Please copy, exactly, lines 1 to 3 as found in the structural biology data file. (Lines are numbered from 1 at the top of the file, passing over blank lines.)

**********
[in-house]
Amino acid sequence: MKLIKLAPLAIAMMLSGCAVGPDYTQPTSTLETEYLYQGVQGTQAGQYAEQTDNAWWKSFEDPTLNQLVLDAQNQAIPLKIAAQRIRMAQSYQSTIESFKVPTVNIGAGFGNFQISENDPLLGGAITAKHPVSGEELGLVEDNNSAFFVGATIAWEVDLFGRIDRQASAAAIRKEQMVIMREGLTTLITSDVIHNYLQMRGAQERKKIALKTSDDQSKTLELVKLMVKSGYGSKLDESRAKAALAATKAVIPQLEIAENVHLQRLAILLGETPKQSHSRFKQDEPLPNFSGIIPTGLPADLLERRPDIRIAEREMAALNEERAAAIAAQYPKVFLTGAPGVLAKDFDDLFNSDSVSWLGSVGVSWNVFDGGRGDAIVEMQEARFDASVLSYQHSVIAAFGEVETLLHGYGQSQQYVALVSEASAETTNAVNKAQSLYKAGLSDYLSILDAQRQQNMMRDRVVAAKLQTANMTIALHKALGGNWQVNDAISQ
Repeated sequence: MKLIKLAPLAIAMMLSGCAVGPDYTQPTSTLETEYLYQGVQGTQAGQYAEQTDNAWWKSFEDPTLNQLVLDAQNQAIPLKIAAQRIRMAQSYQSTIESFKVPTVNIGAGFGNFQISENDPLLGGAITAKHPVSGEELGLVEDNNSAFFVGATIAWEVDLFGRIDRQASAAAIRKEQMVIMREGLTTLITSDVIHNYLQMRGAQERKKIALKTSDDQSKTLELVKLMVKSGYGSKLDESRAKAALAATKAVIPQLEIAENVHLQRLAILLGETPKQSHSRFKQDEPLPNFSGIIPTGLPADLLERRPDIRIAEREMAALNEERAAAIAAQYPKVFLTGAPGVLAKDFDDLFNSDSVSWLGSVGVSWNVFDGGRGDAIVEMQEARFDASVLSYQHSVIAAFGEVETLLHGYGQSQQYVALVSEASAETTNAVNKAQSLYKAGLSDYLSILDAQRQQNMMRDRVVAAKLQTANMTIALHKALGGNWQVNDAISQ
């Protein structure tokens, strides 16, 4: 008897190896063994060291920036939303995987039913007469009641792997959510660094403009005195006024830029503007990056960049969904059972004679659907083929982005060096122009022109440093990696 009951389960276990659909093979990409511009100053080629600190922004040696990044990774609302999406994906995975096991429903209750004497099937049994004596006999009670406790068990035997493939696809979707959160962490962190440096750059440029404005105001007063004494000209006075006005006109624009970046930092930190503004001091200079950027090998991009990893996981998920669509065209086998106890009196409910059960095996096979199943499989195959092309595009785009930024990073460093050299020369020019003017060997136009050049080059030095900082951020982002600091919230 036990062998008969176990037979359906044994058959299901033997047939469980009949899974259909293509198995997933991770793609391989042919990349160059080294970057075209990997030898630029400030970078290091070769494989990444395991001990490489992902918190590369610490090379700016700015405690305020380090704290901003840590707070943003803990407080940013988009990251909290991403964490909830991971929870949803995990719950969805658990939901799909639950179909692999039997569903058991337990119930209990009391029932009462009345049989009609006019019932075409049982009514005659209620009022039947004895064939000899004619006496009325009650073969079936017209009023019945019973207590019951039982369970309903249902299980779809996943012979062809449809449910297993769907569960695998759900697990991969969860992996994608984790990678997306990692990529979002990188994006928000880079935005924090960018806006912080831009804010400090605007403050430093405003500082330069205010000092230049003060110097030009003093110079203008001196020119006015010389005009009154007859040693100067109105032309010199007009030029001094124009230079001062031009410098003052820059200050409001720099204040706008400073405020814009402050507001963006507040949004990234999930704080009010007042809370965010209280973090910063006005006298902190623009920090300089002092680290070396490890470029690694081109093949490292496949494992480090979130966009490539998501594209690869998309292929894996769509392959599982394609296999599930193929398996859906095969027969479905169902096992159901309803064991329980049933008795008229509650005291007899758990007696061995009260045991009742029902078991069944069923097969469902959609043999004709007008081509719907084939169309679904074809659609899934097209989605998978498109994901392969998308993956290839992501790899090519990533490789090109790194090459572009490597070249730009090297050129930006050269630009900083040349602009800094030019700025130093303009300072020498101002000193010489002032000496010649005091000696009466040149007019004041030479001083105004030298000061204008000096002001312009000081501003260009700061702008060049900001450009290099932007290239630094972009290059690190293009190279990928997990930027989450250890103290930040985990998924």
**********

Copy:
[in-house]
Amino acid sequence: MKLIKLAPLAIAMMLSGCAVGPDYTQPTSTLETEYLYQGVQGTQAGQYAEQTDNAWWKSFEDPTLNQLVLDAQNQAIPLKIAAQRIRMAQSYQSTIESFKVPTVNIGAGFGNFQISENDPLLGGAITAKHPVSGEELGLVEDNNSAFFVGATIAWEVDLFGRIDRQASAAAIRKEQMVIMREGLTTLITSDVIHNYLQMRGAQERKKIALKTSDDQSKTLELVKLMVKSGYGSKLDESRAKAALAATKAVIPQLEIAENVHLQRLAILLGETPKQSHSRFKQDEPLPNFSGIIPTGLPADLLERRPDIRIAEREMAALNEERAAAIAAQYPKVFLTGAPGVLAKDFDDLFNSDSVSWLGSVGVSWNVFDGGRGDAIVEMQEARFDASVLSYQHSVIAAFGEVETLLHGYGQSQQYVALVSEASAETTNAVNKAQSLYKAGLSDYLSILDAQRQQNMMRDRVVAAKLQTANMTIALHKALGGNWQVNDAISQ
Repeated sequence: MKLIKLAPLAIAMMLSGCAVGPDYTQPTSTLETEYLYQGVQGTQAGQYAEQTDNAWWKSFEDPTLNQLVLDAQNQAIPLKIAAQRIRMAQSYQSTIESFKVPTVNIGAGFGNFQISENDPLLGGAITAKHPVSGEELGLVEDNNSAFFVGATIAWEVDLFGRIDRQASAAAIRKEQMVIMREGLTTLITSDVIHNYLQMRGAQERKKIALKTSDDQSKTLELVKLMVKSGYGSKLDESRAKAALAATKAVIPQLEIAENVHLQRLAILLGETPKQSHSRFKQDEPLPNFSGIIPTGLPADLLERRPDIRIAEREMAALNEERAAAIAAQYPKVFLTGAPGVLAKDFDDLFNSDSVSWLGSVGVSWNVFDGGRGDAIVEMQEARFDASVLSYQHSVIAAFGEVETLLHGYGQSQQYVALVSEASAETTNAVNKAQSLYKAGLSDYLSILDAQRQQNMMRDRVVAAKLQTANMTIALHKALGGNWQVNDAISQ